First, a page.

Entry into the marine environment
Synthetic pyrethroids are a group of chemicals
which act as neuropoisons, acting on the axons in
the peripheral and central nervous systems. They
are believed to interfere with sodium channels and
the permeability of nerve cells so affecting the
transmission of nerve impulses. Various pyrethroids
are commonly used as insecticides in a variety of
Some examples of pyrethroids commercially available
include allethrin, resmethrin, d-phenothrin and
tetramethrin (for insects of public health importance);
cypermethrin. deltamethrin, fenvalerate, cyhalothrin,
cyfluthrin, lambda-cyhalothrin and permethrin (mainly
for agricultural insect pests). Cypermethrin is
used in cage fish farming for sea lice treatments
and in sheep dip. Thus entry into the aquatic environment
may be through diffuse or point sources.
Recorded levels in the marine
Synthetic pyrethroids are not routinely monitored
for in the UK marine environment.
Fate and behaviour in the marine
The pyrethroids tend to be of low solubility and
adsorb readily to suspended solids and sediments.
Once adsorbed, they are thought to be less bioavailable.
However, at present no methods are available to
analyse or assess the bioavailable fraction of the
Pyrethroids are generally rapidly removed from
the water column (via degradation and sorption)
with half-lives of a few days. The half-lives of
pyrethroids adsorbed to suspended solids and sediments
tends to be considerably longer, i.e. several months.
Effects on the marine environment
Toxicity to marine organisms
An exhaustive literature review on the toxicity
of synthetic pyrethroids to marine organisms has
not been carried out for the purposes of this profile.
The information provided in this section is taken
from existing review documents (Zabel et al
1988, WHO 1989). The most sensitive groups of organisms
have been identified.
Both aquatic invertebrates (especially insects
and crustaceans) and fish have been found to be
highly sensitive to these chemicals. In addition,
based on their mode of action, effects on aquatic
mammals from certain pyrethroids could be expected.
However, data on such effects do not appear to be
As pyrethroids adsorb readily on sediments, there
is a need for sediment standards. There are some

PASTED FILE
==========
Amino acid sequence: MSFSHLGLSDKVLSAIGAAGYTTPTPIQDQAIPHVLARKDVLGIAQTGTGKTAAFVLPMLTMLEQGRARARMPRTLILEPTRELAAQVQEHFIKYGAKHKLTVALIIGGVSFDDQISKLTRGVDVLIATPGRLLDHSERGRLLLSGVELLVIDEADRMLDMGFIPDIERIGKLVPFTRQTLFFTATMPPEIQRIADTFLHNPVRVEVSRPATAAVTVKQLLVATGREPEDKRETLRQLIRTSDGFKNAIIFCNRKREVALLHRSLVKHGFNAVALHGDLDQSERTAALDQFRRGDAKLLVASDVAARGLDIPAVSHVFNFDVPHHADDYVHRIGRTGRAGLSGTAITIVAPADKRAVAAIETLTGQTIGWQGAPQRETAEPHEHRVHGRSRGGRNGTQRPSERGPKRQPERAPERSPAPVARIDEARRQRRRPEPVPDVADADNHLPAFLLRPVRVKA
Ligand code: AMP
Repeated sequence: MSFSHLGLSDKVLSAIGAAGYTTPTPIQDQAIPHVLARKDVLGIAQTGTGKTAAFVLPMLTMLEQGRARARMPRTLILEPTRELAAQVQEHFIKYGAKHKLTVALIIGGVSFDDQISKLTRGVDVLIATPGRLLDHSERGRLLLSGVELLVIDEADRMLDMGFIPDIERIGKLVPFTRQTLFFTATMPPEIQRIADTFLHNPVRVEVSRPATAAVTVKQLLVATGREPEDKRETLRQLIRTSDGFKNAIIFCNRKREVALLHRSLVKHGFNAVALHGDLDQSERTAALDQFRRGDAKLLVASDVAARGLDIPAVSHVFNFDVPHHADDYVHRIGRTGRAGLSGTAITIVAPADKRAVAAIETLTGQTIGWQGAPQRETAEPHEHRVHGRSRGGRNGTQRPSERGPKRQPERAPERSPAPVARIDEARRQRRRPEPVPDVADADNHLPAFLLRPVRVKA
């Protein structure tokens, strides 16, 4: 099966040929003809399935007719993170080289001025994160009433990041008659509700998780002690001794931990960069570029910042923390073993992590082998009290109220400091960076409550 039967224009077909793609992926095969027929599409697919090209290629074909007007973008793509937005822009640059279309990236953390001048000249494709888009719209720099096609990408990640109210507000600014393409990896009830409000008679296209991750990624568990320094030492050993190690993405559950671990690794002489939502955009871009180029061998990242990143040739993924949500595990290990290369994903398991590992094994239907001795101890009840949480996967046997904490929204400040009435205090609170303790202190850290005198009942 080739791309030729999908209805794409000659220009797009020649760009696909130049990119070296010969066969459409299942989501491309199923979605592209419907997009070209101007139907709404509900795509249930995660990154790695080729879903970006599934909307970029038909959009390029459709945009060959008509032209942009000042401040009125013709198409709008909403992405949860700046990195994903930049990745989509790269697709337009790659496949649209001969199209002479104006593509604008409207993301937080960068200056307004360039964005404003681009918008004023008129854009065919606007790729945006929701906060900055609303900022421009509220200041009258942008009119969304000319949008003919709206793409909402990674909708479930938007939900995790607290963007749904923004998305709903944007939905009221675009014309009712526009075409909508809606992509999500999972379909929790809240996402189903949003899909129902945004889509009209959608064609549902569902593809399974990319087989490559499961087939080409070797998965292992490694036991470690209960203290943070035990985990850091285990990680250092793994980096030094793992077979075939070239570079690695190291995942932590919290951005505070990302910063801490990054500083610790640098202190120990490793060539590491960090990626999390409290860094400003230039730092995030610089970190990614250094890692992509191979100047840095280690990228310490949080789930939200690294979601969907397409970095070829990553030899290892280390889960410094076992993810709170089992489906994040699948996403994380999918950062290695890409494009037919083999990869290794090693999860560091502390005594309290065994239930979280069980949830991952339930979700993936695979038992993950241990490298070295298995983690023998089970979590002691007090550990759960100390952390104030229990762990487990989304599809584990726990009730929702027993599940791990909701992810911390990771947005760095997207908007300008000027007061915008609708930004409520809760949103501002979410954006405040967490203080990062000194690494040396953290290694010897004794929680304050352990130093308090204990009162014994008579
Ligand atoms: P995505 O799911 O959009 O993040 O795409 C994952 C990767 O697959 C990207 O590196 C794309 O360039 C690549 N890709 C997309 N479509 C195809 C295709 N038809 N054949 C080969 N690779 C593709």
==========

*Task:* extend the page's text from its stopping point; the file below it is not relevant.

concerns over bioavailability and the effects on
benthic and sediment dwelling organisms. This is
an area where investigations are on-going and the
results so far are uncertain.
Of the pyrethroids available for use in the UK,
only two (permethrin and cyfluthrin) currently have
statutory EQSs for the protection of aquatic life,
although standards for a few other pyrethroids (e.g.
cypermethrin) are under development.
Zabel et al (1988) reviewed data on the
toxicity of permethrin and cyfluthrin to marine
organisms and a summary of these conclusions is
presented below. In addition, cypermethrin is a
pyrethroid which is being increasingly used (such
as in formulations for use against ecotoparasites
on sheep and for sea lice treatments in cage fish
farming). Further information on this is also presented
Invertebrates were found to be more sensitive to
permethrin than fish. The lowest reported LC50 value
was 0.02 µg l-1 for newly-hatched
estuarine mysids (as the test result concentrations
were not analysed there was some uncertainty about
these). The LC50s for Crangon septemspinosa and
Pennies duorarum of 0.13 µg l-1
and 0.22 µg l-1, respectively,
were based on measured concentrations in the water.
Available data on the toxicity to aquatic organisms
was limited to two species of fresh water invertebrates
and three species of freshwater fish. Invertebrates
were the more sensitive organisms. Acute LC/EC50
values of >=5 ng l-1 were
found for freshwater organisms. No data were available
on the toxicity of cyfluthrin to saltwater organisms.
Available data on the toxicity of cypermethrin
to saltwater organisms indicate that acute LC50s
for crustaceans and fish range, in general, from
0.05 µg l-1 upwards (WHO
1989), although an LC50 as low as 0.005 µg
l-1 was reported for the mysid shrimp
Mysidopsis bahia (Hill 1985). In addition,
the LC50 for the lobster Homarus americanus could
be as low as 0.003 µg l-1,
based on a geometric mean of available toxicity
data (McLeese et al 1980).
SEPA Policy No. 30 provides EQSs for cypermethrin
on its use in cage fish farming. The SEPA Fish Farming
Manual describes the application of these EQSs.
The log Kows of these chemicals suggest that bioaccumulation
should be high. However, while there appears to
be uptake of some of these chemicals as a result
of rapid metabolism, bioaccumulation does not appear
to be a problem (WHO 1989).
Potential effects on the interest
features of European marine sites
Potential effects include:
- acute toxic effects on invertebrates, in particular
crustaceans, and fish at concentrations above
EQS values of 0.001 µg l-1
for cyfluthrin and 0.01 µg l-1
for permethrin in the water column. An EQS for
cypermethrin in under development;
- accumulation in sediments where concerns exist
about the effects of sediment dwelling organisms;
- identification of permethrin as an endocrine